big-time-hollywood-florida-castDid you catch the new show on Comedy Central this week? Big Time in Hollywood, FL is brought to you by Ben Stiller as producer, but it is the creation of Dan Schimpf and Alex Anfanger. They met at NYU, Alex in acting, Dan in film, hence Alex costars in the show they created together.

In the premiere you met Jack (Anfanger) and Ben (Lenny Jacobson), hotshot filmmakers, only they still live with their parents and their films aren’t as competent as they imagine they are. You saw their parents (Kathy Baker and Stephen Tobolowsky) cut them off, and the scheming begins. You’re in store for even more craziness, including Cuba Gooding, Jr. as himself. I met Schimpf and Anfanger before they presented a panel to the Television Critics Association. Get to know them below as you follow their show Wednesdays at 10:30 PM on Comedy Central.

Nuke the Fridge: Only one of you wants to act?

Dan Schimpf: Yeah, only Alex.

Alex Anfanger: I guess so. Dan, can we get you to do it?

Dan Schimpf: You know, I was thinking about taking some acting classes and get in the game. No, I’m terrified of being in front of the camera.

Alex Anfanger: And he’s a genius behind the camera.

Dan Schimpf: Not for me, I don’t know. But this guy, he’s great. As long as he does his thing, we’re all good.

Alex Anfanger: Thank you, Dan.

Nuke: Are these characters based on yourselves, or people you knew in film school?

Alex Anfanger: A little bit of both, I would say,

Dan Schimpf: I think we’re a little self-deprecating. I think we were in our mid-20s when we wrote the script initially. We were struggling to find our way, and the idea of wanting to be something big but not seeing any route to getting there really guided those characters.

Alex Anfanger: It started also with us writing this script in my parents’ house. So it must have been greatly influenced by the fact that we were in my parents’ house writing the script. I’m not like Jack I would say. Jack is a horrible human being in a lot of ways. Also I’m so close with my parents but I think we just wanted to write what we thought was really funny. So we started with these tremendously cocky filmmakers who have no talent. We thought that would be funny characters to set up a really epic story. At the heart, what we always wanted to do was make an expansive story that really built episode to episode. And then we found these idiots to be at the center of that. We thought that they would be the best vessels to tell that story.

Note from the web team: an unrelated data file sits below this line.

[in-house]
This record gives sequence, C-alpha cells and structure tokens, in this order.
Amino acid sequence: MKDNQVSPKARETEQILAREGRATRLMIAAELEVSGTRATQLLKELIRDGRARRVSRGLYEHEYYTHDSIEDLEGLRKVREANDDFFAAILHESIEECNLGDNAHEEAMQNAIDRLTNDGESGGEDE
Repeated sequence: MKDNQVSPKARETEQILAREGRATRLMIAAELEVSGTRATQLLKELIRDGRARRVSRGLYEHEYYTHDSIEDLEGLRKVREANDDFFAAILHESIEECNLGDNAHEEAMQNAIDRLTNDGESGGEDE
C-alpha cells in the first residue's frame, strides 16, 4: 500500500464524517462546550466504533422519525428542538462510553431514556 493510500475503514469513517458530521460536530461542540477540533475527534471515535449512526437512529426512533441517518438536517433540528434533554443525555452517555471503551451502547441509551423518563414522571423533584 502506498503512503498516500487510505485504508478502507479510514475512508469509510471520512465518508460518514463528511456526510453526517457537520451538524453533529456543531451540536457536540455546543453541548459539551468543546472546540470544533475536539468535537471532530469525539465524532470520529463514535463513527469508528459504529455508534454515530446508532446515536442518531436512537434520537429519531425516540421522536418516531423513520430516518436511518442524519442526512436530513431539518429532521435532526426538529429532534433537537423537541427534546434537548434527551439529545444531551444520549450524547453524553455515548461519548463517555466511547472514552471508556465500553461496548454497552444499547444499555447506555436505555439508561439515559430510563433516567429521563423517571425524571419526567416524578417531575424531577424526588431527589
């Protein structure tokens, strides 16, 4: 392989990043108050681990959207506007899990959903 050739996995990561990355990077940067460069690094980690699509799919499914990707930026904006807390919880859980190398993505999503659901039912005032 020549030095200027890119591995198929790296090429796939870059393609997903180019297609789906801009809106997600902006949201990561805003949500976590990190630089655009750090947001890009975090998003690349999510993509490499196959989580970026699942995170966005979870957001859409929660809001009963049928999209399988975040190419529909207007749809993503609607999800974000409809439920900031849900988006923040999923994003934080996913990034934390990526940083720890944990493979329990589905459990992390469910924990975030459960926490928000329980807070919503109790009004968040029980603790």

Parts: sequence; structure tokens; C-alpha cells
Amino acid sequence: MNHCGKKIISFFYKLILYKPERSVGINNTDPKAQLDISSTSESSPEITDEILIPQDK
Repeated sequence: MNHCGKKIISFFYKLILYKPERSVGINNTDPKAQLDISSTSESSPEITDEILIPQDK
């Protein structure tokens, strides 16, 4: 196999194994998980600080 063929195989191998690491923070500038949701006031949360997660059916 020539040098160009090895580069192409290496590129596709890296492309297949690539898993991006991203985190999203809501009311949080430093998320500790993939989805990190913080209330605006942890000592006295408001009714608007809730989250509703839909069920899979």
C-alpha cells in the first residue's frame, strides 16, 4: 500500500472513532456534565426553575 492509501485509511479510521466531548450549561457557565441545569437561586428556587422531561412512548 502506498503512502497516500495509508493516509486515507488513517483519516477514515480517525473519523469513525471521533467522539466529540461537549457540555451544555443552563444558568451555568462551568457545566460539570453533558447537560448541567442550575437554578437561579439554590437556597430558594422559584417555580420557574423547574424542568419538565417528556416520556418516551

Nuke: Is the plan to always open the show with a fake movie?

Dan Schimpf: Not always. Our cold opens kind of shift. The first couple are kind of like that and then we start to play upon that theme. They’re always stylized but not necessarily always movies. That changes throughout the course of the season.

Nuke: Are the posters for their fake movies all spoofs of real movies?

Alex Anfanger: They’re not. They were just created based no the titles. We came up with the titles first and then we wanted to figure out the funniest imagery to go along with that. But they’re inspired by, I would say, like ’90s type movies.

Dan Schimpf: More the genres than a specific poster, I would say.

Nuke: Wasn’t one of them Forrest Gump?

Alex Anfanger: Oh, that one? Yes.

Dan Schimpf: Yeah, I guess the blind man sitting on a bench. Forrest isn’t necessarily blind but the bus stop image for sure, yeah.

Nuke: Was Cuba Gooding, Jr. your first choice as the celebrity?

Alex Anfanger: Yeah. Cuba was a joke to us because we were like there’s no chance in hell we will ever get Cuba Gooding, Jr. So we would talk about him as an amazing person for the role.

Dan Schimpf: Our type was a Cuba Gooding, Jr.

Alex Anfanger: When we were writing it, we wanted a celebrity to play that role.

Dan Schimpf: So we wanted somebody to both have a real dramatic dark side to him, but also understand the comedy in that role. We didn’t want to go with somebody who was known for comedy necessarily.

Alex Anfanger: The main thing was kind of an amazing dramatic actor is what we hoped to find.